3. Drink adequate water
     Did you know that the recommendation for fluids intake for women is 9 cups (2.2 L) per day? Many functions depend on adequate water. I've gotten into a habit of drinking more coffee than water! Adequate water would actually be more energizing than coffee. 

4. Exercise
     Exercise is not my "thing." It is not a happy, energizing activity for me. Therefore, it's highly unlikely I'm going to be consistent with any kind of exercising program or regime. I also don't have much time to devote to such as that. However, I have found that I enjoy yoga as a means of exercise. Yoga is calm and relaxing, which is precisely the kind of activity I need in this moment in life! I downloaded an 7 minute yoga app onto my phone. I was pretty consistent with it before we moved, and have fallen out of routine. Taking a moment (a mere 7 mintues, actually) is something I can do even with the children present. The stretch and relaxation is wonderfully renewing for mind and body!

5. Adhere to the daily schedule
       A daily schedule makes a tremendous difference in the day! We can go from chaotic days to calm days with the simple implementation of a daily schedule. A schedule allows for a time for everything and everyone. Without it, the house stays a mess, I don't have time to properly care for myself, and the children demonstrate negative behavior in effort to gain attention (not to mention conflict with each other). 
     I recently put our full daily schedule into use, and discovered that some aspects of it needed to be refined. For instance, we now have two children who are mobile. Complete free reign in their space and relationships can easily lead to chaos. It's far better to rotate locations, activities, and the presence of boundaries. In order to achieve this goal with two mobile little ones, we needed an additional tool. We decided to purchase a 6-8 sided playpen for our oldest (2 years old). Now, we have moments in the day in which the baby (10 months old) plays in the pack n' play and the toddler plays in the playpen in the living room. We also use a baby gate at the doorway of one of the bedrooms for one child to safely play while the other has one-on-one time with Mama. There are also moments in which we are all together.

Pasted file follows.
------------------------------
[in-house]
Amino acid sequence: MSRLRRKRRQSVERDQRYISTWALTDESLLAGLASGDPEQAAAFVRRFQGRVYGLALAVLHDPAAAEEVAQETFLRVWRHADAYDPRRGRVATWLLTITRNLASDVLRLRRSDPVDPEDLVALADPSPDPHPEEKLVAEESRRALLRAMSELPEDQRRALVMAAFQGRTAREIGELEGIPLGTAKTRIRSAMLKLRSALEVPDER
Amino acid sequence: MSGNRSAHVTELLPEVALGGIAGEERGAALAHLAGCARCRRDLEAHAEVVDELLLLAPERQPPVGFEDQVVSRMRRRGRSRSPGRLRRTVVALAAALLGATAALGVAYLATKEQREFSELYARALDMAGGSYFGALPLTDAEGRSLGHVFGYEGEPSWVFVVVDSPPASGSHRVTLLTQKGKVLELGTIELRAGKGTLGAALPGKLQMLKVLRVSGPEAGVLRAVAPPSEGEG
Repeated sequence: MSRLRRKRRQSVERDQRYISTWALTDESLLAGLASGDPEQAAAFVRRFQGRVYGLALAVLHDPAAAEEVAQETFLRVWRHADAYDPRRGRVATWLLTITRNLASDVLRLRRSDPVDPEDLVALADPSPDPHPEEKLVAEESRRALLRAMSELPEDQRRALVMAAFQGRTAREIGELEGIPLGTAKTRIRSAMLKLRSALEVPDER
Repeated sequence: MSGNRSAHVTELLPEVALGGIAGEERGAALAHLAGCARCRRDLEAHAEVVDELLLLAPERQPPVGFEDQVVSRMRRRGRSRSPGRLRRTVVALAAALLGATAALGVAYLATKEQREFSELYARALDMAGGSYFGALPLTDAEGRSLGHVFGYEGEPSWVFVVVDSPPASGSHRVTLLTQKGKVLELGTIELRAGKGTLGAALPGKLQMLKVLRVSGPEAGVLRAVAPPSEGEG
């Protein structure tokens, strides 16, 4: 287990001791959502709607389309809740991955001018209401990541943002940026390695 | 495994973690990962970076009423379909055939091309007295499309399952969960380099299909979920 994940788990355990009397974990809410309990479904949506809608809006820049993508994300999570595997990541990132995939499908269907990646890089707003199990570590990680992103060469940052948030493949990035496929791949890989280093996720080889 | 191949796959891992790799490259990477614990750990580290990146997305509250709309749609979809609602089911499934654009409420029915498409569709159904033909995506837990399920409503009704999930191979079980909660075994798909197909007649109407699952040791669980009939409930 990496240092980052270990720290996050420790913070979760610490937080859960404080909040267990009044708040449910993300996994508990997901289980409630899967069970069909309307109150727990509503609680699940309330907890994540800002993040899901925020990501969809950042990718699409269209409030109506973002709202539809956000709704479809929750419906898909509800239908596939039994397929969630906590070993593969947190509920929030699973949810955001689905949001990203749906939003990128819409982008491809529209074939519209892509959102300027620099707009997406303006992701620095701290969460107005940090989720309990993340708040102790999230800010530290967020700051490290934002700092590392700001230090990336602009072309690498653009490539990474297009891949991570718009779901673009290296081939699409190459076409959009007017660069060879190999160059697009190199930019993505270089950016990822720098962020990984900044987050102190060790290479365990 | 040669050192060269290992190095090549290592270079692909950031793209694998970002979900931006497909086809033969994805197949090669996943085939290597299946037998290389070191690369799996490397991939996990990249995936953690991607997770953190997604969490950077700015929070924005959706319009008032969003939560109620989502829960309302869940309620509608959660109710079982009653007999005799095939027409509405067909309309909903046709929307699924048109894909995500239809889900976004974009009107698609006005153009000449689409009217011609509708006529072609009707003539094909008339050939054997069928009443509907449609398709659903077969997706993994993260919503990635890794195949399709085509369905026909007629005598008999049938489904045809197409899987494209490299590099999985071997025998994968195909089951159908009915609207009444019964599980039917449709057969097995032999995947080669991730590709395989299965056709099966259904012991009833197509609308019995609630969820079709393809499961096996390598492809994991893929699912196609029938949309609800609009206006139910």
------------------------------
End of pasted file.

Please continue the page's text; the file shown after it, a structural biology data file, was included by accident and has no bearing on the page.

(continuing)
Believe it or not, a schedule with adequate movement of locations, activities, and boundaries has made a noticeable difference in the frequency of toddler tantrums! (Tantrums are part of the age, but don't have to dominate the child, relationships, or homelife!)

6. Plan and prepare activities for the day
      My oldest, at least, has never been a child who will happily play with a selection of toys. Instead, he enjoys a lot of interaction and exploration. He's much more interested in learning how something works than typical toys. Consequently, it's always a challenge to me to keep him productively occupied in the day (otherwise, he'll create his own amusement and I generally don't agree with his choice. haha). One solution we've found is subscribing to a monthly M is for Monster activities box. Our subscription includes three themes with twelve hands-on activities. These activities are awesome! The price of the boxes are a bit high, in my opinion, but well worth the investment considering we have a month of activities and I don't have to invest time to plan or prepare them.